英国帝国理工学院Thomas S. Churcher研究团队揭示了COVID-19对非洲抗疟计划的潜在影响。该研究于2020年8月7日在线发表于《自然—医学》。
Title: The potential public health consequences of COVID-19 on malaria in Africa
Author: Ellie Sherrard-Smith, Alexandra B. Hogan, Arran Hamlet, Oliver J. Watson, Charlie Whittaker, Peter Winskill, Fatima Ali, Audu B. Mohammad, Perpetua Uhomoibhi, Ibrahim Maikore, Nnenna Ogbulafor, Jamilu Nikau, Mara D. Kont, Joseph D. Challenger, Robert Verity, Ben Lambert, Matthew Cairns, Bhargavi Rao, Marc Baguelin, Lilith K. Whittles, John A. Lees, Sangeeta Bhatia, Edward S. Knock, Lucy Okell, Hannah C. Slater, Azra C. Ghani, Patrick G. T. Walker, Okefu Oyale Okoko, Thomas S. Churcher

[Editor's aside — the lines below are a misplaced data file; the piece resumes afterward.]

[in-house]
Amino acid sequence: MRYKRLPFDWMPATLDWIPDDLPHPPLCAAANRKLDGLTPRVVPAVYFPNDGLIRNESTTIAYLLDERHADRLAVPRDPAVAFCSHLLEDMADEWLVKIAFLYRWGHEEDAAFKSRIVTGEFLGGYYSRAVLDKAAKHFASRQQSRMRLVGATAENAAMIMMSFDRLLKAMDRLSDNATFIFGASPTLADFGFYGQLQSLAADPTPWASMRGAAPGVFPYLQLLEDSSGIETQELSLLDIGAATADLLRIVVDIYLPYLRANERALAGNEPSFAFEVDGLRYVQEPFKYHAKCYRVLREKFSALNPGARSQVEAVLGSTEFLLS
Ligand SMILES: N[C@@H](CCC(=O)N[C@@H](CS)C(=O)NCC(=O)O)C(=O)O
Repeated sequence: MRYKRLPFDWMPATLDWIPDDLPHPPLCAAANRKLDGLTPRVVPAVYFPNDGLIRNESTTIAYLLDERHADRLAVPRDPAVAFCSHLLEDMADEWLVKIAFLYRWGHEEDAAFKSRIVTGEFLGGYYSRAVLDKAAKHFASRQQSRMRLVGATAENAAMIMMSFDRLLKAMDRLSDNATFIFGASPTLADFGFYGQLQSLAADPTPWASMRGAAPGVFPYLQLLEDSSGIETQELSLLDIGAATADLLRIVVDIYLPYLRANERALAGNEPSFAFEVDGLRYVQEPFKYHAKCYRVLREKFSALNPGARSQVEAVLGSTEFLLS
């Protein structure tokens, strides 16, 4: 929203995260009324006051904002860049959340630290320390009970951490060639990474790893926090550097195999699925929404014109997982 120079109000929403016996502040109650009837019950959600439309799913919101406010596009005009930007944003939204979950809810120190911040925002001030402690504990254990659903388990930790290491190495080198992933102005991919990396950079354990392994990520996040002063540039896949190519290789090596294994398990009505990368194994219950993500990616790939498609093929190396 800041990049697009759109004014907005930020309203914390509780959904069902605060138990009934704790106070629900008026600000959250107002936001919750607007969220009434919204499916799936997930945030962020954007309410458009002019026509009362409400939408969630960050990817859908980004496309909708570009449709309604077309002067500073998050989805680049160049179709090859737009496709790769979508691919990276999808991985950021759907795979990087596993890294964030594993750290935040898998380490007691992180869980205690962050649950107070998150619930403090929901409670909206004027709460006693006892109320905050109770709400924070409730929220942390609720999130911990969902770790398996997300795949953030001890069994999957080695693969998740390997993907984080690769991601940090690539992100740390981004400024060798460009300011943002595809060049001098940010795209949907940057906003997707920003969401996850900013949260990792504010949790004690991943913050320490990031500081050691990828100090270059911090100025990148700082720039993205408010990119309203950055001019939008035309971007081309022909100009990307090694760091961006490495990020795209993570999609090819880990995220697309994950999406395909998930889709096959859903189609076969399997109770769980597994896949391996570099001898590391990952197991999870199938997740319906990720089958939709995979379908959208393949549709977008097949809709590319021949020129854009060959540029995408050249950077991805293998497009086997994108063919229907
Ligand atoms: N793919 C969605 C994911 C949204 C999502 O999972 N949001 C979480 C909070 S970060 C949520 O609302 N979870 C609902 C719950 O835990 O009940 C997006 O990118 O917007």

Abstract: The burden of malaria is heavily concentrated in sub-Saharan Africa (SSA) where cases and deaths associated with COVID-19 are rising1. In response, countries are implementing societal measures aimed at curtailing transmission of SARS-CoV-22,3. Despite these measures, the COVID-19 epidemic could still result in millions of deaths as local health facilities become overwhelmed4. Advances in malaria control this century have been largely due to distribution of long-lasting insecticidal nets (LLINs)5, with many SSA countries having planned campaigns for 2020. In the present study, we use COVID-19 and malaria transmission models to estimate the impact of disruption of malaria prevention activities and other core health services under four different COVID-19 epidemic scenarios. If activities are halted, the malaria burden in 2020 could be more than double that of 2019. In Nigeria alone, reducing case management for 6months and delaying LLIN campaigns could result in 81,000 (44,000–119,000) additional deaths. Mitigating these negative impacts is achievable, and LLIN distributions in particular should be prioritized alongside access to antimalarial treatments to prevent substantial malaria epidemics.